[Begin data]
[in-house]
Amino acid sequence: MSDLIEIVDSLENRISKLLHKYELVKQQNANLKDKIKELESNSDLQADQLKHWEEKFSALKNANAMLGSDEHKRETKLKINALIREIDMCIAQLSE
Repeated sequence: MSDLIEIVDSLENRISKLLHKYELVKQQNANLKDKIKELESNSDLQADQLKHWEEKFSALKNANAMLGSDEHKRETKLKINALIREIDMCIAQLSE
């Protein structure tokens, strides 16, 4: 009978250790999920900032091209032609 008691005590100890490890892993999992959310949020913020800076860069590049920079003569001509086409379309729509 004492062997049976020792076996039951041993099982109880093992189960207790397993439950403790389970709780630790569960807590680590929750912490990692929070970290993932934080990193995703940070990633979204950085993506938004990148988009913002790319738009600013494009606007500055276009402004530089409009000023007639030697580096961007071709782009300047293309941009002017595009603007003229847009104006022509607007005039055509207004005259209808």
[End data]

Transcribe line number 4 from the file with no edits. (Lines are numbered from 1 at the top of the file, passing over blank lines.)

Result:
């Protein structure tokens, strides 16, 4: 009978250790999920900032091209032609 008691005590100890490890892993999992959310949020913020800076860069590049920079003569001509086409379309729509 004492062997049976020792076996039951041993099982109880093992189960207790397993439950403790389970709780630790569960807590680590929750912490990692929070970290993932934080990193995703940070990633979204950085993506938004990148988009913002790319738009600013494009606007500055276009402004530089409009000023007639030697580096961007071709782009300047293309941009002017595009603007003229847009104006022509607007005039055509207004005259209808």